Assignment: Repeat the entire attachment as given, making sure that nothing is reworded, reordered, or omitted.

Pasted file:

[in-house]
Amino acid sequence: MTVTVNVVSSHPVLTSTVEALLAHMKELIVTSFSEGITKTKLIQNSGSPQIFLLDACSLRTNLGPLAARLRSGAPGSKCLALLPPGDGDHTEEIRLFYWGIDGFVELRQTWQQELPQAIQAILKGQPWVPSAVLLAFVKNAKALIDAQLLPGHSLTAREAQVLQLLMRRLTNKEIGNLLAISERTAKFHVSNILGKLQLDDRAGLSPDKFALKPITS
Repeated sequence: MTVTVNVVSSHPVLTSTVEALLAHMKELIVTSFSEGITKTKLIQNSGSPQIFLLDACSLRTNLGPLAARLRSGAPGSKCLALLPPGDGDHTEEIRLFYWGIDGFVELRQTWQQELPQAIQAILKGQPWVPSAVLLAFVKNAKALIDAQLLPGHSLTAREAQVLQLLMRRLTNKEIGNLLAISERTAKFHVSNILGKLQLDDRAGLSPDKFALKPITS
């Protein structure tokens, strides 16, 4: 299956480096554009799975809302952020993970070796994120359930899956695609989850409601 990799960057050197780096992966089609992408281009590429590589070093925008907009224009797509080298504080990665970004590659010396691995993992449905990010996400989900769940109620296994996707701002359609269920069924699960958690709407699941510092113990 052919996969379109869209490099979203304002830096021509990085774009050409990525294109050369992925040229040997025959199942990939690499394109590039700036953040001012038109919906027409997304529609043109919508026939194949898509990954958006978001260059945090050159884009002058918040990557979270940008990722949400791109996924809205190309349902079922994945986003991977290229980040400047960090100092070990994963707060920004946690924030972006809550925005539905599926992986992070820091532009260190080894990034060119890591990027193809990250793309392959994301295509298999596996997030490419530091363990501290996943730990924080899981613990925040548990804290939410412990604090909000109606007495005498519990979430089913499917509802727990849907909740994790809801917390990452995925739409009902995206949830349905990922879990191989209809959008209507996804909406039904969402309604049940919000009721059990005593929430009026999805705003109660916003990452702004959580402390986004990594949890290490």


[in-house]
Amino acid sequence: MTVTVNVVSSHPVLTSTVEALLAHMKELIVTSFSEGITKTKLIQNSGSPQIFLLDACSLRTNLGPLAARLRSGAPGSKCLALLPPGDGDHTEEIRLFYWGIDGFVELRQTWQQELPQAIQAILKGQPWVPSAVLLAFVKNAKALIDAQLLPGHSLTAREAQVLQLLMRRLTNKEIGNLLAISERTAKFHVSNILGKLQLDDRAGLSPDKFALKPITS
Repeated sequence: MTVTVNVVSSHPVLTSTVEALLAHMKELIVTSFSEGITKTKLIQNSGSPQIFLLDACSLRTNLGPLAARLRSGAPGSKCLALLPPGDGDHTEEIRLFYWGIDGFVELRQTWQQELPQAIQAILKGQPWVPSAVLLAFVKNAKALIDAQLLPGHSLTAREAQVLQLLMRRLTNKEIGNLLAISERTAKFHVSNILGKLQLDDRAGLSPDKFALKPITS
């Protein structure tokens, strides 16, 4: 299956480096554009799975809302952020993970070796994120359930899956695609989850409601 990799960057050197780096992966089609992408281009590429590589070093925008907009224009797509080298504080990665970004590659010396691995993992449905990010996400989900769940109620296994996707701002359609269920069924699960958690709407699941510092113990 052919996969379109869209490099979203304002830096021509990085774009050409990525294109050369992925040229040997025959199942990939690499394109590039700036953040001012038109919906027409997304529609043109919508026939194949898509990954958006978001260059945090050159884009002058918040990557979270940008990722949400791109996924809205190309349902079922994945986003991977290229980040400047960090100092070990994963707060920004946690924030972006809550925005539905599926992986992070820091532009260190080894990034060119890591990027193809990250793309392959994301295509298999596996997030490419530091363990501290996943730990924080899981613990925040548990804290939410412990604090909000109606007495005498519990979430089913499917509802727990849907909740994790809801917390990452995925739409009902995206949830349905990922879990191989209809959008209507996804909406039904969402309604049940919000009721059990005593929430009026999805705003109660916003990452702004959580402390986004990594949890290490």